Smart Parameter Checks in Python

While I really enjoy using Michael Foord's Mock library, there is one thing missing and I thought would be a fun project to add - which is the subject of this post.

Fun with Parameters

Python has the most sophisticated function parameter calling mechanics I've ever seen. Given a function f

def f(a, b):
    return a + b

You can either call it like normal(positional parameters)

f(1, 2)

or by keyword parameter

f(a=1, b=2)

With keyword parameters, the position doesn't matter anymore, so the above call is equivalent to

f(b=2, a=1)

You can even mix positional and keyword parameters, as long as you put all the positionals first

f(1, b=2)

So, all the ways I've listed of calling the function f with the parameter a as 1 and b as 2 will have the same functional behavior, given what we know of the signature of the function. So, it would be logical that the mock library would consider

f.assert_called_with(a=1, b=2)

a passing assertion even though in reality it was called as

f(1, 2)

but alas, it does not.

With that, it was my mission to make this happen!


First I created a prototype/proof-of-concept. See code here. Using


I was able to get all the info about the signature of a function I needed. When a function call actually comes in, my callable receives them as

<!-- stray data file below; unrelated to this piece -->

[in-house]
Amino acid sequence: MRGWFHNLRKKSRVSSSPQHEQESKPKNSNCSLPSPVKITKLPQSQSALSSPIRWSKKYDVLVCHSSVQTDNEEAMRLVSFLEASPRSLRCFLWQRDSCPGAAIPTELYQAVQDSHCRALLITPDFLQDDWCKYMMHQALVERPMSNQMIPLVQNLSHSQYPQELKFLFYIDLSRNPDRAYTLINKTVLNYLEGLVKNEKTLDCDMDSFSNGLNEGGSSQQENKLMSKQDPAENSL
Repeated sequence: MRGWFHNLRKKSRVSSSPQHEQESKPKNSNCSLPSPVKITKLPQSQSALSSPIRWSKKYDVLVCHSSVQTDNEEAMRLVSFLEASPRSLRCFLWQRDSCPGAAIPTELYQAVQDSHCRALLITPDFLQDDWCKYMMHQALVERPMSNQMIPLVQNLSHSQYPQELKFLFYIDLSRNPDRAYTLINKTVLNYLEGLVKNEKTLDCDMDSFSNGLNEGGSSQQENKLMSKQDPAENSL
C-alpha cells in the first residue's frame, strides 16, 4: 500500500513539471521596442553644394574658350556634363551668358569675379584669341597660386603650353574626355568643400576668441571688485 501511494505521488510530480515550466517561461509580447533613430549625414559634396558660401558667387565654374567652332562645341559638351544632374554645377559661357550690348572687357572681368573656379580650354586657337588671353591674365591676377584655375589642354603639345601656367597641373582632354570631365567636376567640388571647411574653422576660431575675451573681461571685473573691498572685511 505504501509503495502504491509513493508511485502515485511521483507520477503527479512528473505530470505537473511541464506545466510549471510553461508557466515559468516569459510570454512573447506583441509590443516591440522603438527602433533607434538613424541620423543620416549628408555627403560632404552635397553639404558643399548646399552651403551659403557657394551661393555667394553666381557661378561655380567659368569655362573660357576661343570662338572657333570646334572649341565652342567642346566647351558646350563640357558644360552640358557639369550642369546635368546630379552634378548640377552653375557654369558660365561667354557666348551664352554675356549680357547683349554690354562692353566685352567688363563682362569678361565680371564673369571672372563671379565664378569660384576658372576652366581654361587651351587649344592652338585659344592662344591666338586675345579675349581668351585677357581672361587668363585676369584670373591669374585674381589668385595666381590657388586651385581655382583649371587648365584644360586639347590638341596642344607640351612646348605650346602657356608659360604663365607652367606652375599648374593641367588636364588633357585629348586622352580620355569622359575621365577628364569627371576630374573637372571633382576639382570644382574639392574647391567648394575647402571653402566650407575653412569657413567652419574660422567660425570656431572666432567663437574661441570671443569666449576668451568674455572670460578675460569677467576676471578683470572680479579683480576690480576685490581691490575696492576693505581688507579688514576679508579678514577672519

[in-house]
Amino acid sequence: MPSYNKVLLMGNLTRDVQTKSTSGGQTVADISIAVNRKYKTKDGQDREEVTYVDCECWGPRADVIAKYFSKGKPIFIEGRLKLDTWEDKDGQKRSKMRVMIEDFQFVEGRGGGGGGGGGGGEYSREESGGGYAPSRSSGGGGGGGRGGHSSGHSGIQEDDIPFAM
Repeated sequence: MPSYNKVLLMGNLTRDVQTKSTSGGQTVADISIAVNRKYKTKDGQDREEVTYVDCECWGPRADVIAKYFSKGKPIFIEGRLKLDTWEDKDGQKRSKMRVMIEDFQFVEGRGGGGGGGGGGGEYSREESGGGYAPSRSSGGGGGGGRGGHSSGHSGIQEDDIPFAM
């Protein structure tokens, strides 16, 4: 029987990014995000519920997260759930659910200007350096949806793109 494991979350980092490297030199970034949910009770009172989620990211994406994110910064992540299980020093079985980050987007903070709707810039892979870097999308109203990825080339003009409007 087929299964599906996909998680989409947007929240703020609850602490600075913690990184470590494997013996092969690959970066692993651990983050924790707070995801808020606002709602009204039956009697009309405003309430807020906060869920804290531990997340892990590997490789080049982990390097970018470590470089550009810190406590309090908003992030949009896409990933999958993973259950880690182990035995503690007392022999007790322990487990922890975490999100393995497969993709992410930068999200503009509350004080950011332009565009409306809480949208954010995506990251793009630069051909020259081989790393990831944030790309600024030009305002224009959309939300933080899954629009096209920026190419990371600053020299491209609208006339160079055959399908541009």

def __call__(self, *args, **kwds):

at which point, I resolve all the parameters with the parameter list in the function signature(I called this "combining" the args)

  1. First, by walking the actual positionals (the args array coming in) and cross referencing them with the ones in the function signature. After this is done, we basically converted the positionals into named form - as a dict.
  2. Then merge everything in kwds into the same dict. So we have one unified dict with all the actually parameters and keyed by parameter name.
  3. If there are any left over from the variable position args, they are stored in an extras list.
Now, with this information handy, we can actually do our own safe parameter checking, and we should! So when a call is made, I also check if all the required params have been provided, whether there are any unexpected params and so forth, and actually raise some TypeErrors like a real function if need be.

But the better part is what comes next - we can now implement the assert_called_with with these new semantics. When a call to assert_called_with is called, I "combine" the args coming into that call, and check if they match the previously made function call. It's that simple!

Working in Python-Mock

Well great. But we still can't use for the Mock library. So I did some more hacking on a branch of Foord's code. Not sure it's the cleanest code, but it now works if you want to try it out

hg clone airportyh-python-mock 

The way you use it with the Mock library is through mocksignature

from mock import mocksignature

mocksignature wraps a function that you pass it and uses the signature of that function as a guide. Given the function f that we had previously, you can do

f = mocksignature(f)

now call it

f(1, 2)

and then checking the associated mock with a different call style

f.mock.assert_called_with(a=1, b=2)

should now pass.


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